Shai Wosner: Brahms and Schoenberg

Shai Wosner
International Record Review

By Raymond S. Tuttle

'Interweaving music by Brahms and Schoenberg', one reads on the inlay card, 'pianist Shai Wosner explores the deep connections between their sound-worlds, from the grand gestures of their larger works to the abstract introspection of their shorter pieces.' I was initially, I must admit, a little sceptical about this juxtaposition. What could these composers have to say to one another? My scepticism was heightened when I observed that Wosner, not content simply to juxtapose these two composers, had gone so far as to shuffle the deck, actually alternating Brahms's seven Op. 116 Fantasies with Schoenberg's Sechs kleine Klavierstücke, What this brought to mind was a concert in New York, many years ago now, in which Chopin's 24 Préludes were paired with the corresponding (by key) preludes from Book 1 of Bach's Well-Tempered Clavier. (It was released on Labor Records LAB7017-2, now deleted.) That concert, however, required two pianists (João Carlos Martins in the Bach and Arthur Moreira-Lima in the Chopin). Also, beautiful as the music was, I am not sure that any kind of 'deep connection', let alone synergy, was demonstrated by the pairings, although the two Brazilian pianists earned high marks for creativity.

Now here comes Wosner, and he is utterly convincing all by himself. (He is also given thrilling support by Onyx's engineering team.) In the booklet note, he writes that 'the sets of short pieces [by Brahms and Schoenberg] share an aire of ruminative but forward-looking experimentation'. For the pianist, these 'two extraordinarily learned composers with an acute sense of music history...had a complex relationship wit the past.' This is even more obvious in the larger works. Schoenberg's Op. 25 Suite, his first 12-tone work, has backward-looking movement titles (Gavotte, Menuet, Gigue, etc.). Furthermore, the Suite is based on Bach's musical signature: B flat, A, C and B natural. As for Brrahms, he was attracted to a theme from Handel's Harpsichord Suite No. 1 not just because it was fertile territory but also because of his cholarly interest in music from the Baroque era.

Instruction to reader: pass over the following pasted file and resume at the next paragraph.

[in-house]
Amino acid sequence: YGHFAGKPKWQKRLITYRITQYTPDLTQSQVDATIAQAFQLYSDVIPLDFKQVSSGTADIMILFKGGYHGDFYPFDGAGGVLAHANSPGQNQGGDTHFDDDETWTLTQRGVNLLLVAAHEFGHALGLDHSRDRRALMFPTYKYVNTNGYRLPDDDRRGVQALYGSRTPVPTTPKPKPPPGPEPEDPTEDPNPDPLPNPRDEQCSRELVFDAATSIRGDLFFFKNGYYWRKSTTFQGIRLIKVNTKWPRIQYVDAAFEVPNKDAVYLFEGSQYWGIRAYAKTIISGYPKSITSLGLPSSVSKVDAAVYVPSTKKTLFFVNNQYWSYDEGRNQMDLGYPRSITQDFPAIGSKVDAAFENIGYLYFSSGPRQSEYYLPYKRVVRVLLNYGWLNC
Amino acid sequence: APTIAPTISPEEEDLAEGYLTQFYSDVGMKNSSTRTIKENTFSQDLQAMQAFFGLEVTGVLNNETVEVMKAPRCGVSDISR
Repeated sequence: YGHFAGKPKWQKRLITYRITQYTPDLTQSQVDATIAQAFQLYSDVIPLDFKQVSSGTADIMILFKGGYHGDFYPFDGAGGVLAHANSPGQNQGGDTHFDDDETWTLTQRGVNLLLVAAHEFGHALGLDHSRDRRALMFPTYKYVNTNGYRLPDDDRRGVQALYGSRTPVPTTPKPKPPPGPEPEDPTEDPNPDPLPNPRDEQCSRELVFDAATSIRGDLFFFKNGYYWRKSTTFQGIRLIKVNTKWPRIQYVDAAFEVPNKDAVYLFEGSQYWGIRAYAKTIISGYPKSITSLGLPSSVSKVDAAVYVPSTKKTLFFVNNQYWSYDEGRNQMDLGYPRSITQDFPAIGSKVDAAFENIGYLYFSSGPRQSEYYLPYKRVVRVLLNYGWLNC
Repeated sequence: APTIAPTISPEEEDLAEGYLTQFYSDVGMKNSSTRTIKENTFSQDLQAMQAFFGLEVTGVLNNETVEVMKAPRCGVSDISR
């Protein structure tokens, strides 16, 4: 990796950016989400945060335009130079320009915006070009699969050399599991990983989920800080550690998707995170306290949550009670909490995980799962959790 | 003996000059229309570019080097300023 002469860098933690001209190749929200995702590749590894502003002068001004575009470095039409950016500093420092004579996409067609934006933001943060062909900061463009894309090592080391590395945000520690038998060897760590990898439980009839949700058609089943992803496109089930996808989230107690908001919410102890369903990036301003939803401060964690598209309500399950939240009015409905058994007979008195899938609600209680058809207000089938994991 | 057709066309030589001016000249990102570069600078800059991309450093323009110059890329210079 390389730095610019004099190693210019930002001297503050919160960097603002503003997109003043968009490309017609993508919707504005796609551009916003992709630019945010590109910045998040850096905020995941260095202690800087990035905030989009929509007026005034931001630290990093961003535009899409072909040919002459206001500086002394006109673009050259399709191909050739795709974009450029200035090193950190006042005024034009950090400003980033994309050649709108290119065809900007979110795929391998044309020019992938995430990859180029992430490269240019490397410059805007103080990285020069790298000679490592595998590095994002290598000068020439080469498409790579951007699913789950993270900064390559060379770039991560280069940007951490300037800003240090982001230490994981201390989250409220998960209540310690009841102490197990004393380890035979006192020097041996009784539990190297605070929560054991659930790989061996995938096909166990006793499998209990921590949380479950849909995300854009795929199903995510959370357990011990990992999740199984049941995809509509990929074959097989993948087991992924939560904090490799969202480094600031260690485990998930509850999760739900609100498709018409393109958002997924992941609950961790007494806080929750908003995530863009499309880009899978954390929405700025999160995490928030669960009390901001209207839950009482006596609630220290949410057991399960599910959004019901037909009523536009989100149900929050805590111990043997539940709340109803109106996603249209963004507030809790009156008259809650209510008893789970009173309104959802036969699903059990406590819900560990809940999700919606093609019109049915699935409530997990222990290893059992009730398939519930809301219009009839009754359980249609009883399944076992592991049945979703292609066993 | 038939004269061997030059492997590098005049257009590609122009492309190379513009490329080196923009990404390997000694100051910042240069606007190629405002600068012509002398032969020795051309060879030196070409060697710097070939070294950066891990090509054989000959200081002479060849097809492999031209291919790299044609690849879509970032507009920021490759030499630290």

Paradoxically, the alternation of shorter pieces allows them to assert their individuality at the same time that iit underlines their connections with one another. If, for even a very brief moment, one is cought asking oneself, 'Wait, is this Brahms or Schoenberg?', then Wosner's provocative idea is valid. I suspect that Schoenberg's Op. 19 is almost always played as a set, but there is no law that says Brahms's Op. 116 must be treated in that way. In fact, we know that Brahms himself played only the first three pieces during a concert in Vienna in 1893, and then only the last of them at another concert some three weeks later.

Wosner, who resembles a cross between Harry Potter and Evgeny Kissin, was born in Israel; his teachers have included Emanuel Ax at the Juilliard. In his mid-thirties, he is, by classical music's standards,still a young man. Indeed, his playing displays the brio and risk-taking associated with youth, but these are by no means reackless or immature readings. Do you expect to enjoy Schoenberg? Rather than making the Suite into another dose of castor oil, Wosner sweeps the listener along with his enthusiasm. Maurixio Pollini is more aristocratic in this repertory, buut it is Wosner who will make you smile. The Sechs kleine Klavierstücke are presented as tiny mysteries; you'll be so intrigued you will forget that this  music is 'difficult'.

The yoked Brahms Fantasies, played with imagination but with no untoward sentimentality, share Schoenberg's virtues in that they are made to seem rare, in their cryptic communicativeness, but never precious. As for the Handel Variations, this set is an unmitigated joy in Wosner's hands. Again, this is youthful playing, fuull of high spirits and enthusiasms, yet not shallow or noisy. Unlike Idil Biret, for example, he eschews a prim and mannered staccato when station Handel's theme. His timing for the Variations os 26'35", which is comparable to many, but it does not reflect that he takes many variations at a healthy clip and others (for example, the ninth) rather slowly.

I have not enjoyed a new piano recital as much in quite some time!